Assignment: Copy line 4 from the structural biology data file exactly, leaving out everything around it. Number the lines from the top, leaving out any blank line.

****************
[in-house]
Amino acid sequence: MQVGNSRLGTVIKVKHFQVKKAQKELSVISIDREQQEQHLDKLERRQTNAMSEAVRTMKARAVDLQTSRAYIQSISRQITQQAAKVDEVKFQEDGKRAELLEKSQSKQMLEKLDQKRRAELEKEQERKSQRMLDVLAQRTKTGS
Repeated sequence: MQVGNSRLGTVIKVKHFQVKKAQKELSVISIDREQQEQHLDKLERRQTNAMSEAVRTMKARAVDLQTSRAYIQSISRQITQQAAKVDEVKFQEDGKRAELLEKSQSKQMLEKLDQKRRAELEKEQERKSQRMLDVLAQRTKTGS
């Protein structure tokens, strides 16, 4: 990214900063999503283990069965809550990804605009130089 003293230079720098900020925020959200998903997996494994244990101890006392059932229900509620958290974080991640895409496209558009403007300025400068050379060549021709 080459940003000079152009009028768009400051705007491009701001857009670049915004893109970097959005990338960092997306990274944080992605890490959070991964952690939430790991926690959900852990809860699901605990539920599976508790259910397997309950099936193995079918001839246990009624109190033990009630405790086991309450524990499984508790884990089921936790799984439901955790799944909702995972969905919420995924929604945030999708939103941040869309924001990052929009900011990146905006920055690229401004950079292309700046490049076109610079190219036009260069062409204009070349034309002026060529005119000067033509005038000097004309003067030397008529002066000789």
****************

């Protein structure tokens, strides 16, 4: 990214900063999503283990069965809550990804605009130089 003293230079720098900020925020959200998903997996494994244990101890006392059932229900509620958290974080991640895409496209558009403007300025400068050379060549021709 080459940003000079152009009028768009400051705007491009701001857009670049915004893109970097959005990338960092997306990274944080992605890490959070991964952690939430790991926690959900852990809860699901605990539920599976508790259910397997309950099936193995079918001839246990009624109190033990009630405790086991309450524990499984508790884990089921936790799984439901955790799944909702995972969905919420995924929604945030999708939103941040869309924001990052929009900011990146905006920055690229401004950079292309700046490049076109610079190219036009260069062409204009070349034309002026060529005119000067033509005038000097004309003067030397008529002066000789």